Horry County sees 13% spike in hotel occupancy despite rising gas prices
MYRTLE BEACH, S.C. (WMBF) - The effects of tourism season are already starting to be felt across the Grand Strand.
Data from the Myrtle Beach Convention and Visitor’s Bureau shows hotel occupancy is up more than 10% this week compared to last.
Occupancy rates aren’t the only thing on the rise, however, as gas prices continue to climb nationwide.
“I didn’t want to get gas right now,” said Fuquon Conner, who paid $4.49 per gallon for premium gas for his truck on Friday. “Not at all, but I needed gas. I’ve got my daughter with me, I need to get home.”
Conner only loaded up on $20 worth of gas to make it home, because a full tank of premium for his truck would probably cost him in the triple digits right now.
That may be enough to get him back home, but it certainly wouldn’t cover him for his upcoming trip back to New Jersey.
When asked how high gas would have to get to cut his travel entirely, Connor said “any more than it is right now.”
“This right here is high,” he added.
Businessowners like Victor Shamah, who owns Duffy’s in downtown Myrtle Beach, count on folks like Conner who travel by car to their vacation destinations.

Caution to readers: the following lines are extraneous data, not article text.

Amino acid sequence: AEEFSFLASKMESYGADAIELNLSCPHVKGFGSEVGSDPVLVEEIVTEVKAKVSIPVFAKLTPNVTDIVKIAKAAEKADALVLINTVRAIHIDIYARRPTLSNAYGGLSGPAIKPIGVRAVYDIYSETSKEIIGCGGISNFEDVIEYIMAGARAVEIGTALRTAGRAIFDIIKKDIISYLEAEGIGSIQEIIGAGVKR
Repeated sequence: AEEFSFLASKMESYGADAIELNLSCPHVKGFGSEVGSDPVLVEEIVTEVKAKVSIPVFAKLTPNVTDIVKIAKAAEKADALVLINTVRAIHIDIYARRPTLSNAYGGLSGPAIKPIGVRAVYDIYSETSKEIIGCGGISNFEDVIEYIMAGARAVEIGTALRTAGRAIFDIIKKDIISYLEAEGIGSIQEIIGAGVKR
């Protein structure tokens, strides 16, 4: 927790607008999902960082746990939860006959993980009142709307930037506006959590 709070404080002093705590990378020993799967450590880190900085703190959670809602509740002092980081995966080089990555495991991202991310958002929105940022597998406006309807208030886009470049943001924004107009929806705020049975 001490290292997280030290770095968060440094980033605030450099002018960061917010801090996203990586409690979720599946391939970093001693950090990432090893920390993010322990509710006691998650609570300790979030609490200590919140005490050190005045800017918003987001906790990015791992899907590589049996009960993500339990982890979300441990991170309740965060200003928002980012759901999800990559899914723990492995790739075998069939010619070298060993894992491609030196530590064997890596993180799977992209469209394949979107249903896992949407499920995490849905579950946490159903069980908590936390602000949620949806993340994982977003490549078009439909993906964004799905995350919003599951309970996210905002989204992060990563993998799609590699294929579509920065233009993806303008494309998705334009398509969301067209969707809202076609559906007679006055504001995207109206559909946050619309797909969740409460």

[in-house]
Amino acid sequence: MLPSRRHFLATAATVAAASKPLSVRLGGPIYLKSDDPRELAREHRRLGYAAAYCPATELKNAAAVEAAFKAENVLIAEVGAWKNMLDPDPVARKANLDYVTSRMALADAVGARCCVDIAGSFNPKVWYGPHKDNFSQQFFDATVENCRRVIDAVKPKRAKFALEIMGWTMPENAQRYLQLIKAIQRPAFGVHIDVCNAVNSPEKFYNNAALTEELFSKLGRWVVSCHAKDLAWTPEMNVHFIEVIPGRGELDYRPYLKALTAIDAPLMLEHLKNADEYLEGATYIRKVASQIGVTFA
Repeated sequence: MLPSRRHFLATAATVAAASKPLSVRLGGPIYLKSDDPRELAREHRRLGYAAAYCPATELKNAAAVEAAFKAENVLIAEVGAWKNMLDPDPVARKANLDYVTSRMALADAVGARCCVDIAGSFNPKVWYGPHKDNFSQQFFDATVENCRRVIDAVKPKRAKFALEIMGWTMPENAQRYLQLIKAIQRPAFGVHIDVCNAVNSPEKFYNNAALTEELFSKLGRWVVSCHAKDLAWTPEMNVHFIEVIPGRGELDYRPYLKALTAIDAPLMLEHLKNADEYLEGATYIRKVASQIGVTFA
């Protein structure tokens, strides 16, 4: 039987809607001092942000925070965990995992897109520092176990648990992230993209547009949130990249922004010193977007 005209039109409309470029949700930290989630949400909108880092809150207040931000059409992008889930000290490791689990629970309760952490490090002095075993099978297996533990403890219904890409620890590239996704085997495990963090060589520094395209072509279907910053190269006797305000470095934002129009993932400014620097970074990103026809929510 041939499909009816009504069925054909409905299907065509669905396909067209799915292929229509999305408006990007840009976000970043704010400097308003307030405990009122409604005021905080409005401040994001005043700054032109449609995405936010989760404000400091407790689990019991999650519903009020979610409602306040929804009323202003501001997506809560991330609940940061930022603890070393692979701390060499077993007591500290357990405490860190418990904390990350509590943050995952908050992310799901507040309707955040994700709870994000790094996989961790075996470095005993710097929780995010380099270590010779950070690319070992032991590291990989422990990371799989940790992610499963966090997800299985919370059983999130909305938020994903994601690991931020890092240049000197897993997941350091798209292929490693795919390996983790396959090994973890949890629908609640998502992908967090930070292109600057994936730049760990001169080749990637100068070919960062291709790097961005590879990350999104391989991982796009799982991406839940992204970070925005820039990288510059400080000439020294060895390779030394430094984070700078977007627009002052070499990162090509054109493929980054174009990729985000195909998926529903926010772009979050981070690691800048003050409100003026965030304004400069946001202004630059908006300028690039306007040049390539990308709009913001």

Shamah said those folks make up much of his business during the busy season.
“About 80% of our tourists come here by car or they rent a car when they’re here,” Shamah said. “It could be an impact on business if they can’t get control of it.”
Meanwhile, Myrtle Beach International Airport is still scheduling flights in preparation for what could be another record-breaking season.
A spokesperson for the airport said the number of flights this summer should be about the same last year, and those flights may be even more full this time around with many seating restrictions being lifted across several airlines.
They also said MYR is still researching the impact the increasing gas prices may have - but they aren’t expecting any drastic changes to fare prices at the moment.
As for Conner, he’s hoping it comes back down so he can make it up to see his family in New Jersey.
“Hopefully they can get this thing over with, done, that’s it,” he said.
The Myrtle Beach Area Chamber of Commerce says, historically, higher gas prices than normal have not led to a decline in tourism numbers because of Myrtle Beach’s easy access to millions of people.
Gas Buddy is reporting prices have gone up 40 cents since Valentine’s Day, so it’s yet to be seen if that’s still the case this year.
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